Joseph Hooper
from 'The Numismatist' Yearbook for 1892  Numismatic Headlights No 4  Vol 4 No 4 April 1892
The subject of this brief sketch, Mr Joseph Hooper, the Vice President of the American Numismatic Association, first saw the light at Plymouth, England, Feb 19th 1833. It is recorded that in this year an unusual meteor display took place, but it is not even insinuated here that the two great events had any significance in common. The teething and penny-swallowing periods were passed in safety, and in the manner usual to humanity at this tender age: but later, when nature and he began to assert their rights, he developed a remarkable penchant for old copper coins, and for a time this tendency excited in the minds of his parents the fond thought that perhaps here was an embryonic Rothschild, but when later he began the gathering of and storing of old relics, and had the parental cottage more than half full of the same, they discovered their mistake, sold out what they could, gave away more, and hired the balance taken away, and went to America where were not so many things old and where they could have more room. In September of 1851 he landed in this country and shortly after settled at Port Hope, Ont.

It is not related that Mr Hooper reformed; on the contrary we can readily imagine one so strongly imbued with the love of country, race, and old associations, and reverence for anything old and rare, keeping right on, until the second time his parents remonstrated with him and told him, that either he or they would have to move out, the room was getting so cramped. He did. And right here comes the most remarkable and paradoxical event of his life. With such a reverence for everything venerable from Pheidon to Phineas, it would seem natural, - yes to be expected, - that he would choose an ancient and antique dame for wife; and here in the evidence of his one glaring inconsistency, he did no such thing; he chose a young, but good one. How do we know good? A woman who would take a man endowed with such worldly goods, to love, to cherish and obey; who would yearn, and yearn, and YEARN, year in and year out, for some consuming fire to rid her sight of these continual reminders of Noah's Ark and the Tower of Babel, only to be doomed to continual disappointment, and yet remain faithful, must be good and true, and possessed of remarkable Christian fortitude.

Mr Hooper is a type of the true numismatist; one who loves the science, for the science. His greatest delight is the study and arrangement of his line cabinet of coins and medals, and he is ever anxious, that, that which gives him so much pleasure, should be shared by others. He has given several highly successful numismatic exhibitions for charitable purposes, and does much to awaken an interest in the science with the young and old; painstaking and methodical, he is full to the brim with enthusiasm in the study. He has contributed more or less to the numismatic and lay press on numismatic subjects; for two years he had charge of the numismatic department of the Toronto Philatelic Journal, and one year in charge of a similar department in a Whitby (Ont) paper. His contributions in THE NUMISMATIST have been well received and have done much to enhance the popularity of this journal.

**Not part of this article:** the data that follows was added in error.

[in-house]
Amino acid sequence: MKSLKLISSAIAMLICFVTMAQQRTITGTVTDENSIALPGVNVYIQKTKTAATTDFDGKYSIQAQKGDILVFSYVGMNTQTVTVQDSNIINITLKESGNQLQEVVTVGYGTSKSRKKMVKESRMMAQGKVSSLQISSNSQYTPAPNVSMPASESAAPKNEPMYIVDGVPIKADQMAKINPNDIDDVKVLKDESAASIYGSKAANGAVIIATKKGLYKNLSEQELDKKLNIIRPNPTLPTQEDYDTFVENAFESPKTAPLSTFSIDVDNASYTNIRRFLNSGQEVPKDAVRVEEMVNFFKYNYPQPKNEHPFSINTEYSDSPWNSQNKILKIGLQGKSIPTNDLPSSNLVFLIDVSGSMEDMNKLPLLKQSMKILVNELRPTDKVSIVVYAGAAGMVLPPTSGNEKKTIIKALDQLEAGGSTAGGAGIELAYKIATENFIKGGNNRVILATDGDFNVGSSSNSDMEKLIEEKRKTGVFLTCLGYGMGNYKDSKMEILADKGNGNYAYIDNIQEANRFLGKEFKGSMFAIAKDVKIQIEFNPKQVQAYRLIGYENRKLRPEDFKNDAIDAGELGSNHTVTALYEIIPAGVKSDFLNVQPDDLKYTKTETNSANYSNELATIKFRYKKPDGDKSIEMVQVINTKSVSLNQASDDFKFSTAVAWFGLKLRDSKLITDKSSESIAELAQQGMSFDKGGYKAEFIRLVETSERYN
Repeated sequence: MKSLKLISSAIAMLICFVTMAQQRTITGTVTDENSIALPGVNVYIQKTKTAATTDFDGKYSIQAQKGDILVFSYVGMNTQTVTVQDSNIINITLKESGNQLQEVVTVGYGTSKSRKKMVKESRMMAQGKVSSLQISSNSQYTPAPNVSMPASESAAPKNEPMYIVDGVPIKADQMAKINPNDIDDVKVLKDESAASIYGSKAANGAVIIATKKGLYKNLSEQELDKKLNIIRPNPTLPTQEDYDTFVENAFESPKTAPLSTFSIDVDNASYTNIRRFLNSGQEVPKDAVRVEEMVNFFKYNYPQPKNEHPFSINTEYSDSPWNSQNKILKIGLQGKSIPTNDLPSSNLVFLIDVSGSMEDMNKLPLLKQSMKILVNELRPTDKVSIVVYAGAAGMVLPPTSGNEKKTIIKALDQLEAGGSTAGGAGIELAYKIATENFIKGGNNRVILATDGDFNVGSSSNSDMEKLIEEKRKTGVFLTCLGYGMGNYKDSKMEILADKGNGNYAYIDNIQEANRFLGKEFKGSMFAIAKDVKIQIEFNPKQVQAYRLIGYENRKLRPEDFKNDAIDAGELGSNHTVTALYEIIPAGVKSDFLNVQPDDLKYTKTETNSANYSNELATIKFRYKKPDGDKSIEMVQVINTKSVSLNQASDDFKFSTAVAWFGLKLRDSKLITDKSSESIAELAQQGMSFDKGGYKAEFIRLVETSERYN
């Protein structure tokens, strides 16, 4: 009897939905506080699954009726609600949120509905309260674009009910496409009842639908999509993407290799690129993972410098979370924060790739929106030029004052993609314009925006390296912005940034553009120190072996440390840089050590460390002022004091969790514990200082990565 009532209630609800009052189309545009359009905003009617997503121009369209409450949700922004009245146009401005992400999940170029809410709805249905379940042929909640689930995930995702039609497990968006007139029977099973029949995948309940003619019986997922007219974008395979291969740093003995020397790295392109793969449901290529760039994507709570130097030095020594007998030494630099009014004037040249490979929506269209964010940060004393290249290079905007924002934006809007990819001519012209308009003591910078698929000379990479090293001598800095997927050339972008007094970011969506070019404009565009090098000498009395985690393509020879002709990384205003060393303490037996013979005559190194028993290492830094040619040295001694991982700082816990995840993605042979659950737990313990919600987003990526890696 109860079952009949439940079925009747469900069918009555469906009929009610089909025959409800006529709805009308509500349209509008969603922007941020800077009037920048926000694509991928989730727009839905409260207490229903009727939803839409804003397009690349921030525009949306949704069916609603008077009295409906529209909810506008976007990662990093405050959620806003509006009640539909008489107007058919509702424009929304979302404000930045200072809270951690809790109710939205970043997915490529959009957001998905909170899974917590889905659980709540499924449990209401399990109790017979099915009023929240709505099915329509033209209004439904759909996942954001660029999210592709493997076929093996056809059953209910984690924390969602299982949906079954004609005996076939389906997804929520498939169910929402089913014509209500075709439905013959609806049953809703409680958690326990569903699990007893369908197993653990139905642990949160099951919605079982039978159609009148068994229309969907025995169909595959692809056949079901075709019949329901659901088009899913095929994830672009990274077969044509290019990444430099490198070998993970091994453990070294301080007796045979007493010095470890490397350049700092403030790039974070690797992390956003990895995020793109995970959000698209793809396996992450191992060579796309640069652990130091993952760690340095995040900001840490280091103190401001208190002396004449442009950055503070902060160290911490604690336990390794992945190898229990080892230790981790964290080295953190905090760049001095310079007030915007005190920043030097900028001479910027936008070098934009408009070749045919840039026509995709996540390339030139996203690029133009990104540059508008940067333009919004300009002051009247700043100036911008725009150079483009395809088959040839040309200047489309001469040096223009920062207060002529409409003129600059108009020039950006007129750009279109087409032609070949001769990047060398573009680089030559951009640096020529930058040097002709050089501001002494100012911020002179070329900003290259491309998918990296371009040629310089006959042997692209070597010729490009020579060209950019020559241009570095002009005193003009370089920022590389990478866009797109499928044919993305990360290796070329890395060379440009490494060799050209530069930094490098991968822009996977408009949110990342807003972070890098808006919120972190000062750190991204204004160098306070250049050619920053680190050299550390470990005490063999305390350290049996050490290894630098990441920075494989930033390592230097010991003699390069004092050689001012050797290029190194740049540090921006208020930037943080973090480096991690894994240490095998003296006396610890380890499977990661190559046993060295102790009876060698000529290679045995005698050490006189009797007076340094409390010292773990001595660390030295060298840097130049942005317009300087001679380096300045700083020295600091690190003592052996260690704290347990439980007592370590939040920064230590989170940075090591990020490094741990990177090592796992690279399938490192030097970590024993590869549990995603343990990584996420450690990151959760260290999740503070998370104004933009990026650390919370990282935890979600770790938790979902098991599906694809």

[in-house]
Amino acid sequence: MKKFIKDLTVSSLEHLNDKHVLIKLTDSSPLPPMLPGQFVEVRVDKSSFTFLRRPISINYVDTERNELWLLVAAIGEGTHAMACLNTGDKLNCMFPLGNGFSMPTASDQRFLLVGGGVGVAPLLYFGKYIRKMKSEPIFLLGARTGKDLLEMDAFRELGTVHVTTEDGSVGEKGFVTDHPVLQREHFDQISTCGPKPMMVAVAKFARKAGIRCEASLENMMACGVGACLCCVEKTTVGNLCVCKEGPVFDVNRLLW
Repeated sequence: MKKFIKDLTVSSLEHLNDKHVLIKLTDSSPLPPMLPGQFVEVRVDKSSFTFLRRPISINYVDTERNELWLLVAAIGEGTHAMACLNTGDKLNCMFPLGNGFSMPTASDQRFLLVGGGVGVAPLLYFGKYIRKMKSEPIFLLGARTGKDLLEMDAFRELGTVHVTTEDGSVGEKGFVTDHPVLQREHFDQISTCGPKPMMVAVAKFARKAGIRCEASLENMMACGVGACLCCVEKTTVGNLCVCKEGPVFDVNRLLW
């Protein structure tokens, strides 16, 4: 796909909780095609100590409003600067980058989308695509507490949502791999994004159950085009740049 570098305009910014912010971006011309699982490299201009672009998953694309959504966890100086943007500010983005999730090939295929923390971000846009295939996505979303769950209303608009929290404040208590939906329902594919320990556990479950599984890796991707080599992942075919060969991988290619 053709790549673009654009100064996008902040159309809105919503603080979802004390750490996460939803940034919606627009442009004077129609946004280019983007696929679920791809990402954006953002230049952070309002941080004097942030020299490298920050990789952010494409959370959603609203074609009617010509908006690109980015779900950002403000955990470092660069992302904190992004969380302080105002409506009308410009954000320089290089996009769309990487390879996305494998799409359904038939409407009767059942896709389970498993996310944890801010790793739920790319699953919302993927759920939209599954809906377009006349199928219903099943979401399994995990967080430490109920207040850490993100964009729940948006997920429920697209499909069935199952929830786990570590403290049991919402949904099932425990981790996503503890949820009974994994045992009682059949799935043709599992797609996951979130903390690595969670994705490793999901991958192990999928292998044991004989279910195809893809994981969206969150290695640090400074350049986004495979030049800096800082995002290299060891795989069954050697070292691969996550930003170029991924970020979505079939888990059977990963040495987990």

Mr Hooper's special line of collecting is the coins, medals and tokens of the great English speaking or Anglo-Saxon race, and his cabinet contains many unique and rare specimens and is withal one of the finest in the Dominion. His home is a well known and loved oasis for numismatists; the latch string at 'Park View' is always out, and many are the pleasant meetings there and good cheer dispensed , and to be there once always creates a longing to return. The true numismatist is by inheritance, possessed of a kindly nature, and in Mr Hooper do we find this fully exemplified. To him go the sorrowing, the oppressed, the forlorn, the stricken and the despised of his community, and in him are they sure to find help and sympathy.

Were not our subject an extremely modest man (like all numismatists) we might speak of his forty years of successful mercantile life; the life that developes the highest type of man; the highest type of numismatic character; but he seeks no loftier standard, no higher eulogy, than to be a true numismatist, and a help to the sorrowing and the distressed. These be his 'hobbies'.